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School of Law scholar writes American textbook on human rights from an international perspective

Loyola press release - July 19, 2005

Jeanne Woods, the Henry F. Bonura, Jr., Distinguished Professor of Law at Loyola University New Orleans School of Law, has coauthored Human Rights and the Global Marketplace: Economic, Social, and Cultural Dimensions. Woods says the book may be the only American textbook that covers poverty, economic and social issues from a human rights international perspective.

The 930-page book is coauthored with Hope Lewis, professor of International Law at Northeastern University School of Law. It was released April 1 by Transnational Publishers.

Woods will use the book in the fall when she teaches law and poverty at Loyola. Lewis will use the book at Northeastern and professors at other law schools including St. Louis, Temple, and Tulane have said they intend to use the book.

In 1998 Woods began compiling course material to teach the law and poverty class. She discovered that very few people were dealing with poverty from a human rights perspective. She recalled there were no books on social or economic rights. Its a subject covered in Europe, but there was no textbook suitable for an American classroom. Woods researched and developed so many cases that she realized she had almost enough material for a book.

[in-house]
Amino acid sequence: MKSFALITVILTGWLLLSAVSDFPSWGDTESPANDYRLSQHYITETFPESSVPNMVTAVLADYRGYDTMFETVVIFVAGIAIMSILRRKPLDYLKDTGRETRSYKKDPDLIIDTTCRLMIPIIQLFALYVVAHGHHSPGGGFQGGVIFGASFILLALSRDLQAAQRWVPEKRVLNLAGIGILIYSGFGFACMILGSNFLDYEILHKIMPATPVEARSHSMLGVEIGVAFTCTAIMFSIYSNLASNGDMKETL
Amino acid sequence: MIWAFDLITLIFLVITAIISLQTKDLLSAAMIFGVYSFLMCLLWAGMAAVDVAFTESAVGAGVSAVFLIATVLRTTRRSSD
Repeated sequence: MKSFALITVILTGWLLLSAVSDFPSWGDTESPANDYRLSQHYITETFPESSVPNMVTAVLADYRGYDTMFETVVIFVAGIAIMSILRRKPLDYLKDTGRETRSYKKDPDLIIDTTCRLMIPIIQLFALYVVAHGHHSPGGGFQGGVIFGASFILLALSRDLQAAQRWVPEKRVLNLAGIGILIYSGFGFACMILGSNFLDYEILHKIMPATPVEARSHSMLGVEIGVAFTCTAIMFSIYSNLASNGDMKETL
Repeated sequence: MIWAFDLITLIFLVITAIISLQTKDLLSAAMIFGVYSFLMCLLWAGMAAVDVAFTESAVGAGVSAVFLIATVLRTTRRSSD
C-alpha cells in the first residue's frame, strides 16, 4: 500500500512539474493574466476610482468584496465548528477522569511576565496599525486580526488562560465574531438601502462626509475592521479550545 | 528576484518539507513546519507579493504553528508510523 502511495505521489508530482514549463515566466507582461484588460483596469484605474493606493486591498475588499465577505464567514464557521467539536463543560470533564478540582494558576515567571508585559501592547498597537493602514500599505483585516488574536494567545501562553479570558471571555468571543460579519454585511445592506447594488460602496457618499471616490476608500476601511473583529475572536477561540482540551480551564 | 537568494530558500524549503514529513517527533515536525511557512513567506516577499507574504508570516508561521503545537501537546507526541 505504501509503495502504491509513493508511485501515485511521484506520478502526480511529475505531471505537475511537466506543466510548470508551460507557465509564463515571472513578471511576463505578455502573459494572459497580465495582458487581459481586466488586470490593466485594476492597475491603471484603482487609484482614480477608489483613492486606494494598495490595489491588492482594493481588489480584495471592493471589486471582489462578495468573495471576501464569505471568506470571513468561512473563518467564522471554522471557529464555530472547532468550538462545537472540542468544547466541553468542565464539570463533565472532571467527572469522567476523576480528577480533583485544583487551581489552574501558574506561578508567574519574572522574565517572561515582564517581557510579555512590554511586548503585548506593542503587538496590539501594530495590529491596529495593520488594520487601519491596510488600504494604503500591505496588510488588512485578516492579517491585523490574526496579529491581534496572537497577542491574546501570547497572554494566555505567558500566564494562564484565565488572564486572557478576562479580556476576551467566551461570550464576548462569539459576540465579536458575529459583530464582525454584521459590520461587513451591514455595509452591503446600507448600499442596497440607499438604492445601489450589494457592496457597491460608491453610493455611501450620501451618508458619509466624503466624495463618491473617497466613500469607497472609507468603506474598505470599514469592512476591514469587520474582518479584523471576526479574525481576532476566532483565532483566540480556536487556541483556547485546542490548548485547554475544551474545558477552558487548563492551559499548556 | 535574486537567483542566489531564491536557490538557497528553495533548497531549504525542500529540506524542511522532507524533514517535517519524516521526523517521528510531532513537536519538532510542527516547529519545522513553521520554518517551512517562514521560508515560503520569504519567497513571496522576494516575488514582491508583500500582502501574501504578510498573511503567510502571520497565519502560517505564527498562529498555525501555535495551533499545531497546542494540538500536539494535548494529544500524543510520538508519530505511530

I wanted to look at the impact of globalization on third world countries and people of color, she said. Woods turned to Lewis because of her extensive background in womens rights, another vital issue explored in the book.

Woods outlines several reasons why the book is unique:

* Its a casebook which includes all major cases in the world on this issue, collecting jurisprudence on international human rights issues. Cases are printed in the book, not just referred to;

* Approaches human rights from the perspective of globalization. How human rights are defined, or redefine human rights as rights that humans need fundamentally. How do these rights interact with those rights we think are the most important rights?

* Emphasis on issues that affect people of color, indigenous people or Native Americans in Australia or United States. Political rights of self-determination. There are two basic categories of human rights: (1) Political/civil rights, i.e. due process, non-discrimination, and right to a fair trial and (2) Rights to economic benefits. The book illustrates that the separation of these two things are artificial.

In the course of putting this book together, we really see how they are interrelated, Wood said. It blurs those artificial lines. These are all human rights.